I'm a little skeptical, but I'd love to try one.


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PostPosted: Mon Aug 06, 2018 7:50 am 
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Good points! I wouldn't be concerned about the Teflon since your mouth wouldn't come into contact with it and it wouldn't be heated up anyway. I'd certainly like to try one. Maybe someone on the forum will . . . and post us a review.


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PostPosted: Fri Aug 31, 2018 7:13 pm 
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PB+J wrote:
Teflon inside the mouthpiece seems like a brilliant idea although my wife has banned non-stick cookware from our house for alleged health reasons. I know there are other hydrophobic coating out there that shed water--great idea.


In a wooden whistle, would a pure tung oil treatment achieve something similar?


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PostPosted: Wed Sep 05, 2018 1:24 pm 
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Hi, I’m happy to answer any questions about the Skellig Low Whistle. First of all I can adjust the windway height when I make the whistle so however your preference is I can do it.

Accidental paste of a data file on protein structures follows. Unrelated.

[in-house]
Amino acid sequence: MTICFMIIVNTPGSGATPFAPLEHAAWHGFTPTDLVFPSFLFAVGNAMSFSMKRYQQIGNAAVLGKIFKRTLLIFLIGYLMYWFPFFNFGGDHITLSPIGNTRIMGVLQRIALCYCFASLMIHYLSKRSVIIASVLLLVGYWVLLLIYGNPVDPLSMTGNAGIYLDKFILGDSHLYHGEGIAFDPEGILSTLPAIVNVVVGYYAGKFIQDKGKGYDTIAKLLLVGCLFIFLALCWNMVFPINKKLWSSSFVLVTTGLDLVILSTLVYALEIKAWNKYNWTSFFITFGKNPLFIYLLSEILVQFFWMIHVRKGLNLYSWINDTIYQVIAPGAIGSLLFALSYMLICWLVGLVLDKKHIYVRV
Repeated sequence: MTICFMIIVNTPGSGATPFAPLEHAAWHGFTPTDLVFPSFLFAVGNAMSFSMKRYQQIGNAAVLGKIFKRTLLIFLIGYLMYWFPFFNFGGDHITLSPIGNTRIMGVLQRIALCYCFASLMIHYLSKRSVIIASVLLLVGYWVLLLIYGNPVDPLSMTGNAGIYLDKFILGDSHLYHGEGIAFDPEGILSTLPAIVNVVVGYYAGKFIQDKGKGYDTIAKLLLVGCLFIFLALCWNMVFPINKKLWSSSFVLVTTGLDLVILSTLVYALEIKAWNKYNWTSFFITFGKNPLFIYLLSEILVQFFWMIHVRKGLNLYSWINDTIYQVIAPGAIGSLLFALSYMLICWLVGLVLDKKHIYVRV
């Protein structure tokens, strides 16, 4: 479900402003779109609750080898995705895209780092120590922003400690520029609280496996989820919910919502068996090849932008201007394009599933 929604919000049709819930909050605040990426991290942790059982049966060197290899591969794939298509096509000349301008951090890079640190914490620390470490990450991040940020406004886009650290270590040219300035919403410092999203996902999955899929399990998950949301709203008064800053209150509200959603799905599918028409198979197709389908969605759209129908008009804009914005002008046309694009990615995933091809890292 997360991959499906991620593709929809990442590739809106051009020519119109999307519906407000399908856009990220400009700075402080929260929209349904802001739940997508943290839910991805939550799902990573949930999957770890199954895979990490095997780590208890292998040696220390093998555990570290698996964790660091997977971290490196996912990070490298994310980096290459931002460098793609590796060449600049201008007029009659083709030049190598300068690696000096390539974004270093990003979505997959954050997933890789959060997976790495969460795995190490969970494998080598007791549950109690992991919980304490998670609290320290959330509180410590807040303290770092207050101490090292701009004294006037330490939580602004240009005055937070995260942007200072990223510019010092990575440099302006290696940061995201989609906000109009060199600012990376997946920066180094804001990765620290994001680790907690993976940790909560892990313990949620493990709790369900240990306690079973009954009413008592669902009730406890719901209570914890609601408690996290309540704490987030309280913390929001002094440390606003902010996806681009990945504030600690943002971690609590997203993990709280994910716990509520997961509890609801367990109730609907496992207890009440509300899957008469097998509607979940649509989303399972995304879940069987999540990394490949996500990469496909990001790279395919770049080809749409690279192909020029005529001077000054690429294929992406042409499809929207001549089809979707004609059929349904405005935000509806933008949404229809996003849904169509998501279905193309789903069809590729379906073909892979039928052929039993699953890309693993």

Also the tapering on the outside of the body makes the volume even across notes in the same octave. It doesn’t change that the second octave is louder than the first octave, but it does make the volume of notes in the same octave much more even.

There is no safety issue with the Teflon coated windway as the only danger of Teflon was when it heated up and scratched off and was eaten. There is no heating up or scratching off or eating in this scenario as far as I know so I think we are good there.

I don’t think any oil you could put in the windway of a wooden whistle would be anywhere nearly as effective as the Teflon.

I will be making a few with a very low (top to bottom) but wide windway similar to the old big hole Overton mouthpiece soon. I believe they Teflon will make it perform very well.

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PostPosted: Wed Sep 05, 2018 2:25 pm 
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Hi Nick,
I have a couple of questions. Does, as I suggest, the narrowing of the tubing at the top make the higher notes, especially in the second octave, softer and easier to reach than would be the case without the tapering that you've done and for a given windway height?

Second, would you mind measuring the distances between the 4th & 5th and the 5th & 6th holes centre to centre? That looks to be a longish stretch between the bottom two holes.